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How a Cyberattack Plunged a Long Island County Into the 1990s


Almost every corner of county government has had to pivot, in ways both cumbersome and retro.

Title searchers examine mortgage and title records manually at the Suffolk County, NY, clerk’s office, more than two months after a ransomware cyberattack hijacked the county’s online services.

Credit: Johnny Milano/The New York Times

Emergency dispatchers taking down 911 calls by hand, unable to use their geolocation technology for callers. Police officers radioing in crime scene details, rather than emailing reports to headquarters. Office workers resorting to fax machines.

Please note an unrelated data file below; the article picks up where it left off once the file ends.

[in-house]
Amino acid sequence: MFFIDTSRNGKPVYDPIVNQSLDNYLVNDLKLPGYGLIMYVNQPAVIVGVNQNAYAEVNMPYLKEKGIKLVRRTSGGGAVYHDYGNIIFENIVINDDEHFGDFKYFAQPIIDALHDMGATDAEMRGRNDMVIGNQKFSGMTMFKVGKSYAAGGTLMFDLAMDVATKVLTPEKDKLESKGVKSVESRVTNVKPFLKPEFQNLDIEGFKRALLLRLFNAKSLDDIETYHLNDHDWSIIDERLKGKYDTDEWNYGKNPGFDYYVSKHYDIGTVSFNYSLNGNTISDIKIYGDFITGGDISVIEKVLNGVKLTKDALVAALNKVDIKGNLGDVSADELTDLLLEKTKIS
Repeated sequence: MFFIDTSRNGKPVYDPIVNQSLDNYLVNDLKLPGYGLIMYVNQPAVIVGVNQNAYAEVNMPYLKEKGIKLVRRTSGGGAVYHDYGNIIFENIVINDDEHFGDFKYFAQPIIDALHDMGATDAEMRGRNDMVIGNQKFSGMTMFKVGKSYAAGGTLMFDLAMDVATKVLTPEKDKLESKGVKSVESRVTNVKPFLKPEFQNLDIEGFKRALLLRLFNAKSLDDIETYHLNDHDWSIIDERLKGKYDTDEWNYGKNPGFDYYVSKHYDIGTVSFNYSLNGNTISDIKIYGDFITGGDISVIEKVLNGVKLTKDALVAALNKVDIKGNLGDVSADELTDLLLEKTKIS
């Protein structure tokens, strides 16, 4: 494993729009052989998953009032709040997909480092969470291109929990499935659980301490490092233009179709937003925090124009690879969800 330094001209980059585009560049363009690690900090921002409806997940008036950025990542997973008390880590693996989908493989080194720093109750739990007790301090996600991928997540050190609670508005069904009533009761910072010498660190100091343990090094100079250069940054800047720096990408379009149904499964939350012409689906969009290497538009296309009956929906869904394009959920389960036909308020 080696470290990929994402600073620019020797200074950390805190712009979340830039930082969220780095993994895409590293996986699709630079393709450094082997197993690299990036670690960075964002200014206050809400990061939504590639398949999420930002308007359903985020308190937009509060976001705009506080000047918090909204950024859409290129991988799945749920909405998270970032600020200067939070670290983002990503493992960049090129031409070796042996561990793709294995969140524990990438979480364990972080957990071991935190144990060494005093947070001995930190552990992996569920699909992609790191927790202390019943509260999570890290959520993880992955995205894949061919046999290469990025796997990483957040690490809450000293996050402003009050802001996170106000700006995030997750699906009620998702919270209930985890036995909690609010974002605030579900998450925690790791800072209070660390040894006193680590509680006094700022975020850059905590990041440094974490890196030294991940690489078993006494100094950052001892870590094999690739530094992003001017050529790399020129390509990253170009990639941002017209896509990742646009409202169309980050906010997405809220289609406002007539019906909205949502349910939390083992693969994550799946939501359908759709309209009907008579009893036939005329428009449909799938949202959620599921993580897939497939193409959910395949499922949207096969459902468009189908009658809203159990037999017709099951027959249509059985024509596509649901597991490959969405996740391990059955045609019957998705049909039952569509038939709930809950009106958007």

For weeks this fall, the government of Suffolk County was plunged back into the 1990s after a malicious ransomware attack forced it largely offline. A frantic push to counter the threat hobbled the county, as officials disabled email for all 10,000 civil service workers and scrubbed infected hardware, seeking to stem fallout from compromised computer systems.

More than two months after the attack, some of the gears that run much of Long Island are still stubbornly mired in a cybermorass. It is a situation that experts say not only reveals the county's vulnerability but also presents an ominous warning for a nation unprepared for crippling online threats.

From The New York Times
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